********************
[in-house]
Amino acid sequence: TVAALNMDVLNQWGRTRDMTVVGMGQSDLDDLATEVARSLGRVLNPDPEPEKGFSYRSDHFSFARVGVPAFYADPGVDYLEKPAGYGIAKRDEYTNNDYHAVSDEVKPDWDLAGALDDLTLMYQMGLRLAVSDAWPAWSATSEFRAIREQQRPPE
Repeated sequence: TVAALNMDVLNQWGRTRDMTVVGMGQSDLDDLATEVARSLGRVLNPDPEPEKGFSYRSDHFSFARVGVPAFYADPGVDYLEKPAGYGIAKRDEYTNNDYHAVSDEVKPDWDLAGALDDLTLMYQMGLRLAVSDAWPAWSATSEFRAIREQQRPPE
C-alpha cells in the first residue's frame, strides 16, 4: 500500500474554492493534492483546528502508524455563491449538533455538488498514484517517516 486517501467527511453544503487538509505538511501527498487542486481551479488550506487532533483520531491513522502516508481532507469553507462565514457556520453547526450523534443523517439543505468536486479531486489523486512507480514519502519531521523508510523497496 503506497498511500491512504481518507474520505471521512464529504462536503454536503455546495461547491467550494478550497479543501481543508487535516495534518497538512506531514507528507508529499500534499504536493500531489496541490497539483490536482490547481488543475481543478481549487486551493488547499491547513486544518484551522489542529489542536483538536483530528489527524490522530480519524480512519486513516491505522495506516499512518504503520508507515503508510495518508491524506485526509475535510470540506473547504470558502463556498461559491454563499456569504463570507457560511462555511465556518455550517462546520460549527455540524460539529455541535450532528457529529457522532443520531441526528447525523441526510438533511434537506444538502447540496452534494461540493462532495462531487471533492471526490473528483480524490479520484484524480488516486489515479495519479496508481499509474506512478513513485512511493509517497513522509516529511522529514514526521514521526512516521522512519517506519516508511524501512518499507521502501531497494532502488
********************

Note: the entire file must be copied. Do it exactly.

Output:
[in-house]
Amino acid sequence: TVAALNMDVLNQWGRTRDMTVVGMGQSDLDDLATEVARSLGRVLNPDPEPEKGFSYRSDHFSFARVGVPAFYADPGVDYLEKPAGYGIAKRDEYTNNDYHAVSDEVKPDWDLAGALDDLTLMYQMGLRLAVSDAWPAWSATSEFRAIREQQRPPE
Repeated sequence: TVAALNMDVLNQWGRTRDMTVVGMGQSDLDDLATEVARSLGRVLNPDPEPEKGFSYRSDHFSFARVGVPAFYADPGVDYLEKPAGYGIAKRDEYTNNDYHAVSDEVKPDWDLAGALDDLTLMYQMGLRLAVSDAWPAWSATSEFRAIREQQRPPE
C-alpha cells in the first residue's frame, strides 16, 4: 500500500474554492493534492483546528502508524455563491449538533455538488498514484517517516 486517501467527511453544503487538509505538511501527498487542486481551479488550506487532533483520531491513522502516508481532507469553507462565514457556520453547526450523534443523517439543505468536486479531486489523486512507480514519502519531521523508510523497496 503506497498511500491512504481518507474520505471521512464529504462536503454536503455546495461547491467550494478550497479543501481543508487535516495534518497538512506531514507528507508529499500534499504536493500531489496541490497539483490536482490547481488543475481543478481549487486551493488547499491547513486544518484551522489542529489542536483538536483530528489527524490522530480519524480512519486513516491505522495506516499512518504503520508507515503508510495518508491524506485526509475535510470540506473547504470558502463556498461559491454563499456569504463570507457560511462555511465556518455550517462546520460549527455540524460539529455541535450532528457529529457522532443520531441526528447525523441526510438533511434537506444538502447540496452534494461540493462532495462531487471533492471526490473528483480524490479520484484524480488516486489515479495519479496508481499509474506512478513513485512511493509517497513522509516529511522529514514526521514521526512516521522512519517506519516508511524501512518499507521502501531497494532502488